Taj Mahal
Muslims offer prayers during Eid-al-Fitr at the historic Taj Mahal, in the northern Indian city of Agra (Reuters)

An Indian minister has sparked widespread outrage by saying he would have "willingly led a mob" to demolish India's most famous monument, the Taj Mahal.

Mohammed Azam Khan, development minister of Uttar Pradesh state, home of the Taj Mahal, said that the 17th-century building in the city of Agra was an example of wasted public money and should be razed.

The white marble palace was built by late emperor Shah Jahan in memory of his third wife Mumtaz Mahal. Khan said the emperor "had no right to squander [millions] from the public coffers".

"If people had decided to demolish the Taj Mahal instead of the Babri Mosque in Ayodhya, I would have willingly led them."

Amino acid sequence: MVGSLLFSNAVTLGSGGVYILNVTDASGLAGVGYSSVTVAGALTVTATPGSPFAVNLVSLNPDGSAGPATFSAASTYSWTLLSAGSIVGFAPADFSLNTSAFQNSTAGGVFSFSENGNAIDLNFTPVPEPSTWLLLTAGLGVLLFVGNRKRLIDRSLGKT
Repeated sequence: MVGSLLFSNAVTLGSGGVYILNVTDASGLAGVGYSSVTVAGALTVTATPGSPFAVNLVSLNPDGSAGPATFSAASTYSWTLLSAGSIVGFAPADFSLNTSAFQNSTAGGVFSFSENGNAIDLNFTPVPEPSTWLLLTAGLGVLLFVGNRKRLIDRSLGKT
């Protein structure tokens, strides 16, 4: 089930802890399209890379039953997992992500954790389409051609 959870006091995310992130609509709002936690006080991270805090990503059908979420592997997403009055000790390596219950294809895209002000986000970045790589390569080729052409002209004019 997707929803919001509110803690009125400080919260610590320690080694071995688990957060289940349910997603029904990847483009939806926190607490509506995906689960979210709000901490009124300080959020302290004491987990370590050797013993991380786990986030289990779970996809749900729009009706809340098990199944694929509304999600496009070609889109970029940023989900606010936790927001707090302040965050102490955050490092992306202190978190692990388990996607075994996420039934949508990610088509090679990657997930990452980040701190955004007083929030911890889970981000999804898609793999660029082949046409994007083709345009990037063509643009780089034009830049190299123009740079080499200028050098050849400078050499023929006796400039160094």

The Babri Mosque was destroyed in 1992 during a riot that sparked ethnic clashes between Muslims and Hindus that resulted in 2,000 deaths.

"He is mad and should be put in Agra's mental asylum," Surendra Sharma, president of the Braj Mandal Heritage Conservation Society, told IANS news agency.

"He doesn't realise that the Taj is as much a religious and spiritual monument as the mosque in question was. If the minister thinks Agra residents would allow anyone to touch or damage the pride of India, all I can say is that it is foolish and short-sighted of him."

"The Taj is a climax of 5,000 years of Indian excellence, a justifiable pride and a valuable legacy," added historian R Nath.

"I am saddened by the minister's statement,and would only consider it a reflection of his madness and stupidity."

Built between 1632 and 1653, the Taj Mahal was made a Unesco World Heritage Site in 1983.